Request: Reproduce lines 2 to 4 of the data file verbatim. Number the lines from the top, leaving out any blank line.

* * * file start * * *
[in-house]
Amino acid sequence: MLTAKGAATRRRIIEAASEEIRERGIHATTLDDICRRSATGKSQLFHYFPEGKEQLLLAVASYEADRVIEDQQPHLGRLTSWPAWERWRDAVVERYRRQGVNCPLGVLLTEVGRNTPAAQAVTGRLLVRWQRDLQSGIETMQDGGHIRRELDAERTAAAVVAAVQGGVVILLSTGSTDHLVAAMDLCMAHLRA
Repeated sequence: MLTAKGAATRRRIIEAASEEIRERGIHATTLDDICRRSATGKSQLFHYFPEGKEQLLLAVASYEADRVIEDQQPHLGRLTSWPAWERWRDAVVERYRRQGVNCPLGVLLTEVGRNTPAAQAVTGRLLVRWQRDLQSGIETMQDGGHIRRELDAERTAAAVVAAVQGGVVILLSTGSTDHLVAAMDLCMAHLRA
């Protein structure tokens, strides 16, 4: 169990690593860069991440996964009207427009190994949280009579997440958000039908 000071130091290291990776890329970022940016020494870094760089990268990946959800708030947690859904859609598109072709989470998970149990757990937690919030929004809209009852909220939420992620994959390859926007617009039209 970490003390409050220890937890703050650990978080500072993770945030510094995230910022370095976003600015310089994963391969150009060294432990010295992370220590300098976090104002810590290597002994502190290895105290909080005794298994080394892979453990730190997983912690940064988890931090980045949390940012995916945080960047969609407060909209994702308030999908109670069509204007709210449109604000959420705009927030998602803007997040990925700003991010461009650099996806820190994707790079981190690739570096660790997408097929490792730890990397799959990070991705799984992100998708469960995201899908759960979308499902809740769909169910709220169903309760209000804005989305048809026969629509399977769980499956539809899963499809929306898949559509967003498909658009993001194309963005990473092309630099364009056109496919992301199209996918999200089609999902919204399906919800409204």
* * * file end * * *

Amino acid sequence: MLTAKGAATRRRIIEAASEEIRERGIHATTLDDICRRSATGKSQLFHYFPEGKEQLLLAVASYEADRVIEDQQPHLGRLTSWPAWERWRDAVVERYRRQGVNCPLGVLLTEVGRNTPAAQAVTGRLLVRWQRDLQSGIETMQDGGHIRRELDAERTAAAVVAAVQGGVVILLSTGSTDHLVAAMDLCMAHLRA
Repeated sequence: MLTAKGAATRRRIIEAASEEIRERGIHATTLDDICRRSATGKSQLFHYFPEGKEQLLLAVASYEADRVIEDQQPHLGRLTSWPAWERWRDAVVERYRRQGVNCPLGVLLTEVGRNTPAAQAVTGRLLVRWQRDLQSGIETMQDGGHIRRELDAERTAAAVVAAVQGGVVILLSTGSTDHLVAAMDLCMAHLRA
């Protein structure tokens, strides 16, 4: 169990690593860069991440996964009207427009190994949280009579997440958000039908 000071130091290291990776890329970022940016020494870094760089990268990946959800708030947690859904859609598109072709989470998970149990757990937690919030929004809209009852909220939420992620994959390859926007617009039209 970490003390409050220890937890703050650990978080500072993770945030510094995230910022370095976003600015310089994963391969150009060294432990010295992370220590300098976090104002810590290597002994502190290895105290909080005794298994080394892979453990730190997983912690940064988890931090980045949390940012995916945080960047969609407060909209994702308030999908109670069509204007709210449109604000959420705009927030998602803007997040990925700003991010461009650099996806820190994707790079981190690739570096660790997408097929490792730890990397799959990070991705799984992100998708469960995201899908759960979308499902809740769909169910709220169903309760209000804005989305048809026969629509399977769980499956539809899963499809929306898949559509967003498909658009993001194309963005990473092309630099364009056109496919992301199209996918999200089609999902919204399906919800409204």